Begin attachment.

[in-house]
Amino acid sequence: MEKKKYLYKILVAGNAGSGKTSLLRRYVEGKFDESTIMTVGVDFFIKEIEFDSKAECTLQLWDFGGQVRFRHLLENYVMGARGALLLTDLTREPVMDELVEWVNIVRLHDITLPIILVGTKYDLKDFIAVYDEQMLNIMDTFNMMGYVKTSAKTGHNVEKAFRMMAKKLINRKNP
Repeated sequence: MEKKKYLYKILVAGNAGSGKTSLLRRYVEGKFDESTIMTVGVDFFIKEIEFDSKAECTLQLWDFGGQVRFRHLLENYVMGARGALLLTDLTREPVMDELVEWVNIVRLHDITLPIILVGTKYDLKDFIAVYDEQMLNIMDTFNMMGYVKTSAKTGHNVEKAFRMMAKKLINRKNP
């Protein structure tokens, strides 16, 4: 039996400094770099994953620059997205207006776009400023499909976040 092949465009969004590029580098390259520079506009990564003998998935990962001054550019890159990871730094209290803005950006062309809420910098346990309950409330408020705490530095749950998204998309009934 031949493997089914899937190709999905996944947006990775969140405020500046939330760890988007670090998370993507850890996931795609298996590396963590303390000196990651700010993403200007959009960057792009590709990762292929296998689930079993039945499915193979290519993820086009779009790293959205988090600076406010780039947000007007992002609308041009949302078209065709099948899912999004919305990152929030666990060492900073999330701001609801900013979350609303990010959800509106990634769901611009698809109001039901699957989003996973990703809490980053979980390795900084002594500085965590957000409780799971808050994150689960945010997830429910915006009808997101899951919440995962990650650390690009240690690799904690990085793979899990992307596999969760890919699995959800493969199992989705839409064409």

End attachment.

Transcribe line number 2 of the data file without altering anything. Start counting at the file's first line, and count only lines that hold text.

Amino acid sequence: MEKKKYLYKILVAGNAGSGKTSLLRRYVEGKFDESTIMTVGVDFFIKEIEFDSKAECTLQLWDFGGQVRFRHLLENYVMGARGALLLTDLTREPVMDELVEWVNIVRLHDITLPIILVGTKYDLKDFIAVYDEQMLNIMDTFNMMGYVKTSAKTGHNVEKAFRMMAKKLINRKNP